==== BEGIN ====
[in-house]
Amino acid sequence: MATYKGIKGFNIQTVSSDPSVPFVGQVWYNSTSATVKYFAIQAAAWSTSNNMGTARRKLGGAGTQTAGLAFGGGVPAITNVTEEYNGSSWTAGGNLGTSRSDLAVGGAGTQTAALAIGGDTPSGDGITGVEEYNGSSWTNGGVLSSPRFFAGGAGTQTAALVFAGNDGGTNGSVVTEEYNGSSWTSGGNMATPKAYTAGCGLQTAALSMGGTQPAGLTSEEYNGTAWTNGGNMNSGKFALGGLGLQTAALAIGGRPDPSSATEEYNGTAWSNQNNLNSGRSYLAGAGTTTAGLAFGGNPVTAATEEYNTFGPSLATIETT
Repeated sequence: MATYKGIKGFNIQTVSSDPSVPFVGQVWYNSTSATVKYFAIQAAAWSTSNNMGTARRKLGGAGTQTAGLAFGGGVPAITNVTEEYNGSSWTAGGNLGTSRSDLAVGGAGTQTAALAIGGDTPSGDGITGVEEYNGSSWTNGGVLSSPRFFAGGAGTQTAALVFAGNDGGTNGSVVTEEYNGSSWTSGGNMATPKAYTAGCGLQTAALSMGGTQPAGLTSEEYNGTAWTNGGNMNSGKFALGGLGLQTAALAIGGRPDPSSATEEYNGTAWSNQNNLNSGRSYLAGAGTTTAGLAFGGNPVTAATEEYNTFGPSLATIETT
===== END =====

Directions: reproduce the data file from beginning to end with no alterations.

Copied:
[in-house]
Amino acid sequence: MATYKGIKGFNIQTVSSDPSVPFVGQVWYNSTSATVKYFAIQAAAWSTSNNMGTARRKLGGAGTQTAGLAFGGGVPAITNVTEEYNGSSWTAGGNLGTSRSDLAVGGAGTQTAALAIGGDTPSGDGITGVEEYNGSSWTNGGVLSSPRFFAGGAGTQTAALVFAGNDGGTNGSVVTEEYNGSSWTSGGNMATPKAYTAGCGLQTAALSMGGTQPAGLTSEEYNGTAWTNGGNMNSGKFALGGLGLQTAALAIGGRPDPSSATEEYNGTAWSNQNNLNSGRSYLAGAGTTTAGLAFGGNPVTAATEEYNTFGPSLATIETT
Repeated sequence: MATYKGIKGFNIQTVSSDPSVPFVGQVWYNSTSATVKYFAIQAAAWSTSNNMGTARRKLGGAGTQTAGLAFGGGVPAITNVTEEYNGSSWTAGGNLGTSRSDLAVGGAGTQTAALAIGGDTPSGDGITGVEEYNGSSWTNGGVLSSPRFFAGGAGTQTAALVFAGNDGGTNGSVVTEEYNGSSWTSGGNMATPKAYTAGCGLQTAALSMGGTQPAGLTSEEYNGTAWTNGGNMNSGKFALGGLGLQTAALAIGGRPDPSSATEEYNGTAWSNQNNLNSGRSYLAGAGTTTAGLAFGGNPVTAATEEYNTFGPSLATIETT